BEIJING: Chinese Premier Li Keqiang has pledged to enhance the close ties between China and Malaysia.
He said this when the media was given several minutes to take pictures during his bilateral talks with Prime Minister Datuk Seri Najib Tun Razak at the Great Hall of the People here yesterday.
Li said the fact that it was just two years since Najib’s last official visit showed the importance Malaysia attached to Sino-Malaysia ties.
“While we were talking after the grand welcome ceremony for you just now, I recalled the warm hospitality your government extended to me when I visited Malaysia last year.
“I also recalled how your father (Tun Abdul Razak Hussein) contributed to China-Malaysia bilateral relations. We must now push ahead to further deepen our relations,” Li, who was sitting opposite Najib, said in Mandarin.
Former prime minister Tun Abdul Razak was the first Asean leader to establish bilateral relations with China in 1974 amid fears of communism then.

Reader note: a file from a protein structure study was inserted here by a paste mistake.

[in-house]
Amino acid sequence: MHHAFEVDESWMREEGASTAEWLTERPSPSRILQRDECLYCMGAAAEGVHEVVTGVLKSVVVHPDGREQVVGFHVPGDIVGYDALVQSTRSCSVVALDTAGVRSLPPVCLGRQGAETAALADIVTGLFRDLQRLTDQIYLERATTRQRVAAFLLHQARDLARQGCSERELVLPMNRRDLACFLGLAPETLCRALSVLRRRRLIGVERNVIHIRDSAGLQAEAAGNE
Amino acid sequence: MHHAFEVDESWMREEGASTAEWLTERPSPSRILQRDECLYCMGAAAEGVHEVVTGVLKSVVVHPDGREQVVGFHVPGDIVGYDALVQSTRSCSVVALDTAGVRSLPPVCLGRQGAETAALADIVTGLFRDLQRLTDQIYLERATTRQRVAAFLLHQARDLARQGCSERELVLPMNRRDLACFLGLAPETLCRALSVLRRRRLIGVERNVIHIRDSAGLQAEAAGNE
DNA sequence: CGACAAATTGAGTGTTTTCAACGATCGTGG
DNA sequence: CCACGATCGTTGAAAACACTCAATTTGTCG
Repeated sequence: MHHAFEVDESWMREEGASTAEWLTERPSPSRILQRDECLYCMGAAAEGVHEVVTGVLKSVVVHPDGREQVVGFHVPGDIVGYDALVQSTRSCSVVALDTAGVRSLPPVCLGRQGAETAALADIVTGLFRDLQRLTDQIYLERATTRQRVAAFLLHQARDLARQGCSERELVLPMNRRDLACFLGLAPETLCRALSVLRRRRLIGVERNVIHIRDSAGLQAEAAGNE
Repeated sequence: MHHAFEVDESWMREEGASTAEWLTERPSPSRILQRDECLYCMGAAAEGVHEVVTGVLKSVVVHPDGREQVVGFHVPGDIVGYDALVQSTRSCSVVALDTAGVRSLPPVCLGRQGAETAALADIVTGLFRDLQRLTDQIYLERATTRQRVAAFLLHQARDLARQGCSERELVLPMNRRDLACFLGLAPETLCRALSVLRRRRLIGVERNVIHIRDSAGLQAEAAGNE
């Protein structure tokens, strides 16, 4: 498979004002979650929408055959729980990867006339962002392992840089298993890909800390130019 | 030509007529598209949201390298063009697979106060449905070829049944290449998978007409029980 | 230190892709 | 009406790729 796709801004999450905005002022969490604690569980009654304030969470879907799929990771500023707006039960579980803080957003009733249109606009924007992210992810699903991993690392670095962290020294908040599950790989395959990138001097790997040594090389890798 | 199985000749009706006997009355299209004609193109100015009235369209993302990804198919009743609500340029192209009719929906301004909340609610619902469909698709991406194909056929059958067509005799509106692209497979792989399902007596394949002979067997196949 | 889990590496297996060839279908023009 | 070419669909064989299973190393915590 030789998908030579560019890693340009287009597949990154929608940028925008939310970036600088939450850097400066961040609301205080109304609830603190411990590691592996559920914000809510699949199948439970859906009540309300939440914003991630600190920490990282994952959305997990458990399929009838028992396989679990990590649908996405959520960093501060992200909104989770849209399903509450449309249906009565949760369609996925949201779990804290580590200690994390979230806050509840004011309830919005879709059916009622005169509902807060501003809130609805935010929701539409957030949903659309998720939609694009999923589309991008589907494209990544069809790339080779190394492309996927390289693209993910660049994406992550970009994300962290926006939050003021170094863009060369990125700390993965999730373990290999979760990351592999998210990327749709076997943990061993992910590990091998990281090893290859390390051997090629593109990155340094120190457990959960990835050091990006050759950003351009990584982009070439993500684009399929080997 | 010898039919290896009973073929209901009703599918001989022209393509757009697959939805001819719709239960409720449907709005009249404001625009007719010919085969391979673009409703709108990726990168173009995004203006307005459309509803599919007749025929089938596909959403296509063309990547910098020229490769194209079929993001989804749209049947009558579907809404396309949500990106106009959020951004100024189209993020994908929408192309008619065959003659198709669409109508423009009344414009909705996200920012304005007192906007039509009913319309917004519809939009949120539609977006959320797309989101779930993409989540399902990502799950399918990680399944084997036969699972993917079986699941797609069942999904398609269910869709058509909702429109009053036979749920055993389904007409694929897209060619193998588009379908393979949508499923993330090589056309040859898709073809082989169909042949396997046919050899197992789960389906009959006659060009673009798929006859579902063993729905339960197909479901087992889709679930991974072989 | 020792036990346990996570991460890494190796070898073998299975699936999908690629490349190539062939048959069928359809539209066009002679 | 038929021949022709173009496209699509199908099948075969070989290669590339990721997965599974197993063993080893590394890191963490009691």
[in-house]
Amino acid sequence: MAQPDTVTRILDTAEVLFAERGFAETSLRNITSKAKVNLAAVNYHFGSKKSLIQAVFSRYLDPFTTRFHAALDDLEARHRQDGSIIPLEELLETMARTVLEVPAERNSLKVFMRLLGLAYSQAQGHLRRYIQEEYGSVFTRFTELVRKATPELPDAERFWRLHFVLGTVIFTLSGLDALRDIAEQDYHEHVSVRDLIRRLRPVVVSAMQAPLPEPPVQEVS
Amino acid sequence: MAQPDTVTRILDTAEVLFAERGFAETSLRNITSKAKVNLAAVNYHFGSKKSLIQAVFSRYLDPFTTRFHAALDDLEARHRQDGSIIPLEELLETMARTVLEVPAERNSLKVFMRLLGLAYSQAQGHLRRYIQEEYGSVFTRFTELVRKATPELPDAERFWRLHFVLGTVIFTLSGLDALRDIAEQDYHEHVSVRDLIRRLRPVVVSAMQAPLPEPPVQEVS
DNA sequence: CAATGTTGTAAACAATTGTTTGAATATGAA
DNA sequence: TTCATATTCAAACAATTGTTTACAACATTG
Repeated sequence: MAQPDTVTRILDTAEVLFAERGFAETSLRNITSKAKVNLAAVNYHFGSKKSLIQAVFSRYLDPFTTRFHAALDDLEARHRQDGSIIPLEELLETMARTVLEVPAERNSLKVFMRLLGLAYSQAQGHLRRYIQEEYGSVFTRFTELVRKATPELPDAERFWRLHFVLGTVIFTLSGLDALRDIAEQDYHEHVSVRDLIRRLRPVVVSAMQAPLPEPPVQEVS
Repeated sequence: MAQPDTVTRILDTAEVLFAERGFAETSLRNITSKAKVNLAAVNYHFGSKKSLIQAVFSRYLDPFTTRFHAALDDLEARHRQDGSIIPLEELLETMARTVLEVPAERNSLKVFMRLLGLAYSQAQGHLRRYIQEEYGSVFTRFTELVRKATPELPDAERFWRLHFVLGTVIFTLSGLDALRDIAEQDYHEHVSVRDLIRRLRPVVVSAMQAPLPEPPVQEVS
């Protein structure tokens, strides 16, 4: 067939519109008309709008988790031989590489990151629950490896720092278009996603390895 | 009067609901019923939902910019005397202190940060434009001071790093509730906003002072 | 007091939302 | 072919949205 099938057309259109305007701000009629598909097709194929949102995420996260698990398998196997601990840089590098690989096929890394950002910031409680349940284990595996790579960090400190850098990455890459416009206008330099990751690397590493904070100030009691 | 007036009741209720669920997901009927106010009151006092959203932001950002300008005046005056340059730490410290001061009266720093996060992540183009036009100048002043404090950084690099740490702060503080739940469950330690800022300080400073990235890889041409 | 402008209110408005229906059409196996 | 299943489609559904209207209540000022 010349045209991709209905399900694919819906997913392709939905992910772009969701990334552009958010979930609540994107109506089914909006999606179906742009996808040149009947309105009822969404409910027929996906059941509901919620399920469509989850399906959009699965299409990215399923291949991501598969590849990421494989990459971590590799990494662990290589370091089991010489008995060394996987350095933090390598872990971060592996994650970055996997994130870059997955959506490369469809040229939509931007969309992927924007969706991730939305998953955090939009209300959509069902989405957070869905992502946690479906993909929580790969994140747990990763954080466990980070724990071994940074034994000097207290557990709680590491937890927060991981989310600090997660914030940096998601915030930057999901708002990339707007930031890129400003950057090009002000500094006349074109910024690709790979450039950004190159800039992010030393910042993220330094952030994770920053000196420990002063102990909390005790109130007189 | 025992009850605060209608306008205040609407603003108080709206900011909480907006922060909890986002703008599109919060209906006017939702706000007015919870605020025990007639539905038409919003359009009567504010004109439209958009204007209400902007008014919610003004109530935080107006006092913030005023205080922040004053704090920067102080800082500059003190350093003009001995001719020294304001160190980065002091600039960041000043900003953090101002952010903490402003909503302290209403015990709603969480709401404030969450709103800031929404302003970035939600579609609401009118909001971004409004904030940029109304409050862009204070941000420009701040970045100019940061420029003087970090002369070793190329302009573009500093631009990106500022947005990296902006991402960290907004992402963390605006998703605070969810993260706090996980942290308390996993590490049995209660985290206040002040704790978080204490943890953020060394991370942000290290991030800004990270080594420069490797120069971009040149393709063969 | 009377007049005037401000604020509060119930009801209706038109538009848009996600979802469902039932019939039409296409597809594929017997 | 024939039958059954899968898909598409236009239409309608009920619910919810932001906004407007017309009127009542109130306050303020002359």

Since then, Malaysia-China bilateral trade had jumped to nearly US$100bil (RM417bil) in 2015 from a mere US$500mil (RM2bil) in 1975.
After the bilateral talks and the signing of 14 government-to-government memorandums of understanding (MoUs) witnessed by the two leaders, China’s Vice-Minister of Foreign Affairs Liu Zhenmin told reporters that the MoUs “will bring the relations to a new heights”.
He said during the meeting, Malaysia reaffirmed its support for China’s Belt and Road initiative.
“The future for economic cooperation in infrastructure, investment, trade, agriculture … will be bright,” he said, adding that there were agreements for China to get involved in the East Coast Rail Line (ECRL) project and an oil and gas pipeline construction in Sabah.
He said one of the highlights of the bilateral talks was an agreement on naval defence.
“This naval cooperation will help to bring stability to the South China Sea. This cooperation shows there is a high level of trust between the two countries,” he said.
Liu also revealed that both sides had agreed to settle maritime disputes over the South China Sea via dialogue.